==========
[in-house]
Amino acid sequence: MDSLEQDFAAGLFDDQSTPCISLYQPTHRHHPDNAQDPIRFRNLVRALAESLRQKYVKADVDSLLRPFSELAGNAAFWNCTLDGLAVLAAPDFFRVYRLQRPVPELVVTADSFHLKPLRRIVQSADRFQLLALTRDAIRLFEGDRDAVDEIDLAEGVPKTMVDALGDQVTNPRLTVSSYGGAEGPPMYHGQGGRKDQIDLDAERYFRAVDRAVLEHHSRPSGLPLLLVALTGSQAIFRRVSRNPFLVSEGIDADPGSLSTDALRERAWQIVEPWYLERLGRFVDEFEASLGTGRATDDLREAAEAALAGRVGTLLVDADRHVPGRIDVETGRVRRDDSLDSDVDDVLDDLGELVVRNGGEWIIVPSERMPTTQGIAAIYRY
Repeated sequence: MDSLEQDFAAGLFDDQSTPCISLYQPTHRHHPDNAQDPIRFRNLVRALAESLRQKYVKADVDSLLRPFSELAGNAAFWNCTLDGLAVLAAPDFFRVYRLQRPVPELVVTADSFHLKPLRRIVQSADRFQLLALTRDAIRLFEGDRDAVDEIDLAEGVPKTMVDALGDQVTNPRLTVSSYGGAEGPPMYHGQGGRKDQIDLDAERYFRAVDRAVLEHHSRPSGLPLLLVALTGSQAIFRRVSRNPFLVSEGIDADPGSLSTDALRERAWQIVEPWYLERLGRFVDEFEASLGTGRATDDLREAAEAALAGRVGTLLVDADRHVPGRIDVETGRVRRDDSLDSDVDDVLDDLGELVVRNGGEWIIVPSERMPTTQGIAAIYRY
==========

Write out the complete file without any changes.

[in-house]
Amino acid sequence: MDSLEQDFAAGLFDDQSTPCISLYQPTHRHHPDNAQDPIRFRNLVRALAESLRQKYVKADVDSLLRPFSELAGNAAFWNCTLDGLAVLAAPDFFRVYRLQRPVPELVVTADSFHLKPLRRIVQSADRFQLLALTRDAIRLFEGDRDAVDEIDLAEGVPKTMVDALGDQVTNPRLTVSSYGGAEGPPMYHGQGGRKDQIDLDAERYFRAVDRAVLEHHSRPSGLPLLLVALTGSQAIFRRVSRNPFLVSEGIDADPGSLSTDALRERAWQIVEPWYLERLGRFVDEFEASLGTGRATDDLREAAEAALAGRVGTLLVDADRHVPGRIDVETGRVRRDDSLDSDVDDVLDDLGELVVRNGGEWIIVPSERMPTTQGIAAIYRY
Repeated sequence: MDSLEQDFAAGLFDDQSTPCISLYQPTHRHHPDNAQDPIRFRNLVRALAESLRQKYVKADVDSLLRPFSELAGNAAFWNCTLDGLAVLAAPDFFRVYRLQRPVPELVVTADSFHLKPLRRIVQSADRFQLLALTRDAIRLFEGDRDAVDEIDLAEGVPKTMVDALGDQVTNPRLTVSSYGGAEGPPMYHGQGGRKDQIDLDAERYFRAVDRAVLEHHSRPSGLPLLLVALTGSQAIFRRVSRNPFLVSEGIDADPGSLSTDALRERAWQIVEPWYLERLGRFVDEFEASLGTGRATDDLREAAEAALAGRVGTLLVDADRHVPGRIDVETGRVRRDDSLDSDVDDVLDDLGELVVRNGGEWIIVPSERMPTTQGIAAIYRY